Getting the news that a senior loved one has been diagnosed with dementia can be difficult. This family guide provides tips on what to prepare for after the dementia diagnosis of a senior loved one: from making necessary adjustments, such as changes in communication styles and modifications to their living environment, to planning for the future.
Understand the Facts of Dementia
Learning about dementia is the first step in preparing for a loved one with the diagnosis. Know the different types and causes of dementia and how it can be managed. Find out what support systems are available to your family, such as respite services, home healthcare agencies, and support groups. Knowing these will help you make better-informed decisions for your senior parent.
Adjust your Care Practices and Finances
As you learn more about dementia, you will make adjustments to the care plan. This could include reconsidering the home environment to make it safer and more accessible for them to navigate. From a financial perspective, it is essential to anticipate future costs and research potential funding sources such as long-term care insurance or government programs for seniors with dementia.
Get Support from Community Resources
Another important thing to prepare for after a dementia diagnosis of the senior patient is to reach out to a local support network for advice and guidance for caring for your loved one with dementia. Having a strong community of supportive people around you can help alleviate the stress of caregiving. In addition, look into resources such as caregiver-support groups, respite care services, financial assistance programs, and recreational activities specifically designed for seniors with dementia.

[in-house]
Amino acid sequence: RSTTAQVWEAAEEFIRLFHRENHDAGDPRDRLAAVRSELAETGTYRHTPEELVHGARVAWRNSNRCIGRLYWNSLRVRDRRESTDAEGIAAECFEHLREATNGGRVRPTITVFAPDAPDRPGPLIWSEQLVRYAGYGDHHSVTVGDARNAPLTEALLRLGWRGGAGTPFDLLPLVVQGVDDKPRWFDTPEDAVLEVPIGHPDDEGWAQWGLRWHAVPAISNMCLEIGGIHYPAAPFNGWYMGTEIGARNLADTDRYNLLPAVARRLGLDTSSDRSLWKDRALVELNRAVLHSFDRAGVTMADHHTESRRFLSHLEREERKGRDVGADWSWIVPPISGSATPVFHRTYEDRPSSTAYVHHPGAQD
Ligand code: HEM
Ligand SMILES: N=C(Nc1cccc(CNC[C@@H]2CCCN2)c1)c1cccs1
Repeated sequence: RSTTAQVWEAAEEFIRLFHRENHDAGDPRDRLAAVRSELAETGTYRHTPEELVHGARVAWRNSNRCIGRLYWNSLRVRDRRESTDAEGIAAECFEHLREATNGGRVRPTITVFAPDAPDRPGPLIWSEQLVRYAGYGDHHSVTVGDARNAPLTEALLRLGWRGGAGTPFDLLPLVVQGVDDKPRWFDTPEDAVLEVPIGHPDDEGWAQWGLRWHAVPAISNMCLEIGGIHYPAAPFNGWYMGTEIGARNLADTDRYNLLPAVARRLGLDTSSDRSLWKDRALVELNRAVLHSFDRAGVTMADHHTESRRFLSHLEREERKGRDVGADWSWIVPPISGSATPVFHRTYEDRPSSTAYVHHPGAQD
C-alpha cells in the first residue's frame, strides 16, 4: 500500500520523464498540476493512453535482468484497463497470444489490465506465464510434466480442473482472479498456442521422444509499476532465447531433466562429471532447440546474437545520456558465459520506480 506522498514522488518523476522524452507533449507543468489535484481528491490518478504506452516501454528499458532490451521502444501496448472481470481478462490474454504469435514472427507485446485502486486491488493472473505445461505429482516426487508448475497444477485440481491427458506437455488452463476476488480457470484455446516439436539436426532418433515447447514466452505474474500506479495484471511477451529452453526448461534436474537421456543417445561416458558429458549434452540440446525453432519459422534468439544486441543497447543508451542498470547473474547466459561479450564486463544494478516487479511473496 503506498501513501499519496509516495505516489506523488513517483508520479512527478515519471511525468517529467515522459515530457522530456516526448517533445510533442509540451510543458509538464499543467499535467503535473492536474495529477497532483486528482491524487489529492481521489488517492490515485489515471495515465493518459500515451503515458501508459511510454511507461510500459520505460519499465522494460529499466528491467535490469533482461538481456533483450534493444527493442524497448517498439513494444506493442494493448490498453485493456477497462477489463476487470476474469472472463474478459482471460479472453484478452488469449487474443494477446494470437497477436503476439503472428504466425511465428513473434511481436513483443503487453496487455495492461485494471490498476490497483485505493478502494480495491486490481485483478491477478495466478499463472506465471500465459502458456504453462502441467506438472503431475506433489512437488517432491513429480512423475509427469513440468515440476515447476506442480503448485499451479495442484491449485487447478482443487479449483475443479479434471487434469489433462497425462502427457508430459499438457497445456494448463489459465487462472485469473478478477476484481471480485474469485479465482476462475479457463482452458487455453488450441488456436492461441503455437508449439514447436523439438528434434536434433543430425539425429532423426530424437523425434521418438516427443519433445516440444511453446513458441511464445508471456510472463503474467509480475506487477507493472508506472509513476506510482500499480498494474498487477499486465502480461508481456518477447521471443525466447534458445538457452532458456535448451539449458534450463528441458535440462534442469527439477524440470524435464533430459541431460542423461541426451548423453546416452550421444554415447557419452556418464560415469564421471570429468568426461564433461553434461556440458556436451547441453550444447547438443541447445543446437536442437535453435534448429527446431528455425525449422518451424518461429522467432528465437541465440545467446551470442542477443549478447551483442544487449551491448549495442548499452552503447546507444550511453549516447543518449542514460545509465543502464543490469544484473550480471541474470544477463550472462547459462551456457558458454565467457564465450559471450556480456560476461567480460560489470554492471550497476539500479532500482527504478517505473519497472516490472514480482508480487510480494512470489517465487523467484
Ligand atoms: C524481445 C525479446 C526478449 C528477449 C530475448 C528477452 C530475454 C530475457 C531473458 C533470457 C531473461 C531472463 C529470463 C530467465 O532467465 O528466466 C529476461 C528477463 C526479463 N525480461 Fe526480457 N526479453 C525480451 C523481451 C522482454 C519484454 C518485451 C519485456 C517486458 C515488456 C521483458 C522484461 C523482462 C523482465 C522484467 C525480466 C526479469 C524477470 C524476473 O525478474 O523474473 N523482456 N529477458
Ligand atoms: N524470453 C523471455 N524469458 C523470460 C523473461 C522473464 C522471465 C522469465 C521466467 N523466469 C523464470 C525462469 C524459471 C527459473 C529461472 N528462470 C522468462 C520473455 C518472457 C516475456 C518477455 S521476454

Find Educational Activities to Help Maintain Mental Wellbeing
When dementia is diagnosed, it can be challenging to identify the best ways to keep a loved one’s mental health up. Participating in educational activities such as art therapy, music therapy, or puzzles and games can help to engage them mentally, maintain their awareness and stimulate the brain. These activities increase the quality of life while positively influencing a person’s mood and mind, which are essential components of dementia caregiving.
Hire an In-Home Caregiver who can Provide Quality Dementia Care
Hiring an in-home caregiver experienced in dementia care is integral to caring for your senior loved one, especially if you or no family member can’t be a full-time caregiver. This ensures patient safety. An in-home caregiver provides one-on-one dementia care and companionship. In addition, they help with healthy meal preparation and medication management and, if possible, accompany your senior loved one when going outdoors or visiting a doctor.